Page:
Update: "All American citizens employed by RFE/RL are relieved of Czech income taxes as performing duties of governmental nature. This generous hospitality is well deserved by the unique role RFE/RL broadcasts from Munich played in unmasking communist lies that strangled Soviet-dominated Czechoslovakia. Just to note: In Munich, all RFE/RL personnel was equally protected by the strict German labor laws; still, it did not hinder RFE/RL from being truly instrumental to American victory in the Cold War against 'evil empire'. ... Dear American colleague! At the date of this letter, BBG nomination hearings were not scheduled yet. I cannot see, however, what may prevent you to act within your sphere of political and public influence even now, with the present BBG at hand, provided, you share my concerns." From Senator Stetina's letter to Senator John Kerry, received by CTK, News.az, 16 February 2010. See previous post about same subject.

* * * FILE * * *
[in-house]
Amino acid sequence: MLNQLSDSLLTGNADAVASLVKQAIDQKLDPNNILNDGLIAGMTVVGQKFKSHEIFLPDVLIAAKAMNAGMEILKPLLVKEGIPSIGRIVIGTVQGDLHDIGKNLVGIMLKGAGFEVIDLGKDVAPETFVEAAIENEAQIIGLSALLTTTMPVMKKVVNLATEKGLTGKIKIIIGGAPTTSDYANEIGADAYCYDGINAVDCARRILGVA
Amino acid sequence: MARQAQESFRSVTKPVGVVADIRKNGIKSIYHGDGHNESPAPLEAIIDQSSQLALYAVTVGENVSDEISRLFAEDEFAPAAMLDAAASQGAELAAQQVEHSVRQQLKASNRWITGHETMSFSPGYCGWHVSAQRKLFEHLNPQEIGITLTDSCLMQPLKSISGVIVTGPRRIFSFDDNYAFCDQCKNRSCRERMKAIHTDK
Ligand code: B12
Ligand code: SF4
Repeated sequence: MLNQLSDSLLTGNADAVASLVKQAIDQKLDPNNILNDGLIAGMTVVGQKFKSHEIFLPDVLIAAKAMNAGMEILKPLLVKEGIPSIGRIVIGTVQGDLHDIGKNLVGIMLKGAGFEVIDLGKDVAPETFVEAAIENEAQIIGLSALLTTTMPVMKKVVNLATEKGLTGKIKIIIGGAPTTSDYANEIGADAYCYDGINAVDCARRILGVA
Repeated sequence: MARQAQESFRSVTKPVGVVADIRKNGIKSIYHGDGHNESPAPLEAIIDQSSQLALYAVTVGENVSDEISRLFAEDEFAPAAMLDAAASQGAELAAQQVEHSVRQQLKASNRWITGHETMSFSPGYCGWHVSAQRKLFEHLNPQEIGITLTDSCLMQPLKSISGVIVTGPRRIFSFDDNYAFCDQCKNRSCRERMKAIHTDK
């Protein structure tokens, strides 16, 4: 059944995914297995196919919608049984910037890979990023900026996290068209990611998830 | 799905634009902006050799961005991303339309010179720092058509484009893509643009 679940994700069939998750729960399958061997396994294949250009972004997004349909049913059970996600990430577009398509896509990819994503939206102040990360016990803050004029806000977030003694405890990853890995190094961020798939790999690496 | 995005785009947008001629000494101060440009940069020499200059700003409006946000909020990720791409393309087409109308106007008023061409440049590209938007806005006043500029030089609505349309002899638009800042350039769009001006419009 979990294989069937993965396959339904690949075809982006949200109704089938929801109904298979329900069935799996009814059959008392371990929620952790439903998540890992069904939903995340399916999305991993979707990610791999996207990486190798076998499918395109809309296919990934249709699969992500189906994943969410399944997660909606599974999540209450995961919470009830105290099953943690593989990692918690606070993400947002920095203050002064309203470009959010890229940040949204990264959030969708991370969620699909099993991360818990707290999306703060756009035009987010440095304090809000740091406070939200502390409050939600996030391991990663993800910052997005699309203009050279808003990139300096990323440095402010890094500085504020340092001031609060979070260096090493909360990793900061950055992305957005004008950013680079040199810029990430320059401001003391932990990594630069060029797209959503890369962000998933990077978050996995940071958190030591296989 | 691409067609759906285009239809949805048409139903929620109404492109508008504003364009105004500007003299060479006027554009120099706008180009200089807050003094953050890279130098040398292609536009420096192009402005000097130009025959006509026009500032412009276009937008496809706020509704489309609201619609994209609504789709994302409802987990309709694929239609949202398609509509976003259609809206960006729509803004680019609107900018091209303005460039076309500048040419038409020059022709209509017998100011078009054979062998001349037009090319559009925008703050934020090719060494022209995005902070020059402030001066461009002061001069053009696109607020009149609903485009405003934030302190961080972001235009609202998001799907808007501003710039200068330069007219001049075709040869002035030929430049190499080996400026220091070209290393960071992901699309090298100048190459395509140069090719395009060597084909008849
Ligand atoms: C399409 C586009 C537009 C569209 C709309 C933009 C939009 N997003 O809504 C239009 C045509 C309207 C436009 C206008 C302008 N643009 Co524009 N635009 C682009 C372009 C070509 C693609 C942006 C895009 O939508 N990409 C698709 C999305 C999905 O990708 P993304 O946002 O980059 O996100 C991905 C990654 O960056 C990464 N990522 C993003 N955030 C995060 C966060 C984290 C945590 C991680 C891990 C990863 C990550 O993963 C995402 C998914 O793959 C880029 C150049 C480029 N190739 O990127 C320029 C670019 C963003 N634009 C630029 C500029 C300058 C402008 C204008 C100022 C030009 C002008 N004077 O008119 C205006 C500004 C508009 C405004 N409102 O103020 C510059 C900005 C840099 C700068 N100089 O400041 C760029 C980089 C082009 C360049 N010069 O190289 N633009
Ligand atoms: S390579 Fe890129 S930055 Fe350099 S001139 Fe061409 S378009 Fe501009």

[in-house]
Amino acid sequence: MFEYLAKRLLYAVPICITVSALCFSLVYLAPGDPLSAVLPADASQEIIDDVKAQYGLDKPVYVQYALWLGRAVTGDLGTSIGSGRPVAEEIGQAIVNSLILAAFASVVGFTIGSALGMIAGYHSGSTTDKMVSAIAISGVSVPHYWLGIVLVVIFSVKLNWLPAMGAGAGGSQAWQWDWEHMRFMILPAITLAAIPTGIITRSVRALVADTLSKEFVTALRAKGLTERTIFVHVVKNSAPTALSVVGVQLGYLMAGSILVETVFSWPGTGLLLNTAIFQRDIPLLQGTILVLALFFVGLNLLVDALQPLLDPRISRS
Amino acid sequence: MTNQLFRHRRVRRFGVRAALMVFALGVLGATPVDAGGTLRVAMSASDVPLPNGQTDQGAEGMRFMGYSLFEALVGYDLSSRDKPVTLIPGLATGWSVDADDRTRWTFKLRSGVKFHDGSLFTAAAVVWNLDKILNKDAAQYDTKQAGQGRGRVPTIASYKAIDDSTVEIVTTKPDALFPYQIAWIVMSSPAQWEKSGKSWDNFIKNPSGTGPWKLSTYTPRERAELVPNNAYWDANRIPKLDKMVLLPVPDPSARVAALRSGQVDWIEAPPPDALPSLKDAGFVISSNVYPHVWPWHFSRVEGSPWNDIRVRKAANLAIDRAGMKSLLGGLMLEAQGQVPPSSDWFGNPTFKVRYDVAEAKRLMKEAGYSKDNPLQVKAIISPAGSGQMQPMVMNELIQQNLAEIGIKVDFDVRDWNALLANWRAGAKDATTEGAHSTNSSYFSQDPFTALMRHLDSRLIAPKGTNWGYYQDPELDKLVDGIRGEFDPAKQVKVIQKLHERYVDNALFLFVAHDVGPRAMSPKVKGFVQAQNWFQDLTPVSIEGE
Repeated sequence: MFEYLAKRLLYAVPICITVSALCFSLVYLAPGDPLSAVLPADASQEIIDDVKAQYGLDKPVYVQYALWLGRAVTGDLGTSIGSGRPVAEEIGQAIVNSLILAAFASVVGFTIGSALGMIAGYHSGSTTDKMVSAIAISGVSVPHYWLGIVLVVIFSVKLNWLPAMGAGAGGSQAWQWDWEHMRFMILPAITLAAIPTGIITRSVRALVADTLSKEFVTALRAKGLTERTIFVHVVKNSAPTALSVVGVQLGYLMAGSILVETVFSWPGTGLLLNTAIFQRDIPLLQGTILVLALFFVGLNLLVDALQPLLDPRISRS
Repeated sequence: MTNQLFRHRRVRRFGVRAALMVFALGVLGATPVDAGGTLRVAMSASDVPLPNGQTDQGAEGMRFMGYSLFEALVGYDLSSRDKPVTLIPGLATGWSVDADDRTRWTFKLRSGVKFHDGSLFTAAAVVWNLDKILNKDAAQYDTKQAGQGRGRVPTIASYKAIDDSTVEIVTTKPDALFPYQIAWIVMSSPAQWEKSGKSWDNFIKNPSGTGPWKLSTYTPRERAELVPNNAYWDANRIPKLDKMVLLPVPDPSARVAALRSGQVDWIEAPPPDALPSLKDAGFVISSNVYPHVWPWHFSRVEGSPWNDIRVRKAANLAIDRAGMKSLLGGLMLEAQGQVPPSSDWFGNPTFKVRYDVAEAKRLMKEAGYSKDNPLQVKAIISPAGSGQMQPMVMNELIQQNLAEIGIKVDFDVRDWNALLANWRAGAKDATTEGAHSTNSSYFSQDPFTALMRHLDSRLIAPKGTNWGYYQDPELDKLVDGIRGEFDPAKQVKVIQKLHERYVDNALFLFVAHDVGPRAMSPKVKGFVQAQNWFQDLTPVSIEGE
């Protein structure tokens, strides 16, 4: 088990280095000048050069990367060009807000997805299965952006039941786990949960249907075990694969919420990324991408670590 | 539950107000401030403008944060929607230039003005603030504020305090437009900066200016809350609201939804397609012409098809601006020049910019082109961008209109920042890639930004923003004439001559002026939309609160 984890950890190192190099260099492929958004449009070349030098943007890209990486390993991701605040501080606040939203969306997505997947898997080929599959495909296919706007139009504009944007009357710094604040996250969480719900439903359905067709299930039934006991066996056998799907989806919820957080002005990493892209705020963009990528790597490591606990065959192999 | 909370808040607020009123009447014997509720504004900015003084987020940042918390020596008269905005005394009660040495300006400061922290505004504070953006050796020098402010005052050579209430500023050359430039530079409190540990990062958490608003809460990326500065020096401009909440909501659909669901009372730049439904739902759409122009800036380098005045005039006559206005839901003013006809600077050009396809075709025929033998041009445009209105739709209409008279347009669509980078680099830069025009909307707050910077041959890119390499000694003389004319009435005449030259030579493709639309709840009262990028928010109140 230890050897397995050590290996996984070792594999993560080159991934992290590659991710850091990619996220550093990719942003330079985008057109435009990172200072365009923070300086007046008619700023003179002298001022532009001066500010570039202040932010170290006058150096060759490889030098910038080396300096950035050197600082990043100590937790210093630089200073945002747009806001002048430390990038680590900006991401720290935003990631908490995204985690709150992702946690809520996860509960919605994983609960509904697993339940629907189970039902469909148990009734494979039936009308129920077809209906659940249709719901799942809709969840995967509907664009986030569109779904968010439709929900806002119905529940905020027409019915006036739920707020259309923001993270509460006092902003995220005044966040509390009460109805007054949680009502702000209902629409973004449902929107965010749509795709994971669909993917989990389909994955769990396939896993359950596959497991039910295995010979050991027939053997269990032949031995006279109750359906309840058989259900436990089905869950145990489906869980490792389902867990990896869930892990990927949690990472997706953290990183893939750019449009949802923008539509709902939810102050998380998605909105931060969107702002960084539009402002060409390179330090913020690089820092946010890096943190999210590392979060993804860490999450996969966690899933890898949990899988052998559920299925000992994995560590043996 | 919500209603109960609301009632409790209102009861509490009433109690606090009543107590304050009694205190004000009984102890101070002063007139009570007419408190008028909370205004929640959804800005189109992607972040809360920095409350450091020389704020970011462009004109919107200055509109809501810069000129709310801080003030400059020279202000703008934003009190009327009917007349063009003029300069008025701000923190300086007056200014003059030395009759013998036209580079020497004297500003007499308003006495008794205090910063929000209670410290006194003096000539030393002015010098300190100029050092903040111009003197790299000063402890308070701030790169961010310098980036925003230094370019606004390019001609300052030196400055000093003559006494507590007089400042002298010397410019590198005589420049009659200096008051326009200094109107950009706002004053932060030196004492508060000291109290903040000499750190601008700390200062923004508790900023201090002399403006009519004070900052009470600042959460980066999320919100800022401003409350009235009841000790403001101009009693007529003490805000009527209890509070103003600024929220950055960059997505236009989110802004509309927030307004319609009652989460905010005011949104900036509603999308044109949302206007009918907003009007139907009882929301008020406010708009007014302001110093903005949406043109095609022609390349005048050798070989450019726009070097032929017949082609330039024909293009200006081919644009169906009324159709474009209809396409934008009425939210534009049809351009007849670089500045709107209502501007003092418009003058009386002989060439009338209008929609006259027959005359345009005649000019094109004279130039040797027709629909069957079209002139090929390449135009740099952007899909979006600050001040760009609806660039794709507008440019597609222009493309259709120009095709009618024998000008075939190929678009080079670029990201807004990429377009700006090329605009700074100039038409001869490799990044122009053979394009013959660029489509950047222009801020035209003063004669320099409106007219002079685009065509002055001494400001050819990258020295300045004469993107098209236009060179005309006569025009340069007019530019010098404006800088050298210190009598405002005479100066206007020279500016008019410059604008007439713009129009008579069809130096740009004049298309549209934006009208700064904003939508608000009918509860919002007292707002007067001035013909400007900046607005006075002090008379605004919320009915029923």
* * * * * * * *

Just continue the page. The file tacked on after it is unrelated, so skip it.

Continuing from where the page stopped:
BBG confirmations in March?

Posted: 19 Feb 2010   Print   Send a link
"It's slow going in this town even for nonpaying, part-time jobs. Take for example the confirmations of eight members of the Broadcasting Board of Governors, the folks who oversee U.S. international radio and television programs. Many months in the making, the slate of four Republicans and four Democrats -- the secretary of state's designee breaks any ties -- was announced three months ago. The skids were greased for confirmation without even so much as a hearing. But nothing happened before the Senate recess. There was word of a glitch with some of the nominees, but we're told that's not the case, just normal checks at the Senate Foreign Relations Committee. Now they're talking confirmations in March." Al Kamen, Washington Post, 17 February 2010. Not "nonpaying": there is some remuneration for BBG members. And I don't think the secretary of state's ex officio vote is strictly for tie-breaking. See previous post about same subject.
     Walter Isaacson, nominated for the chairmanship of the BBG, will write an authorized biogrpahy of Apple founder Steve Jobs. Kevin Bloom, The Daily Maverick (Johannesburg), 18 February 2010.

NSC reportedly objects to description of Iranian satellite jamming as "intensified."

Posted: 19 Feb 2010   Print   Send a link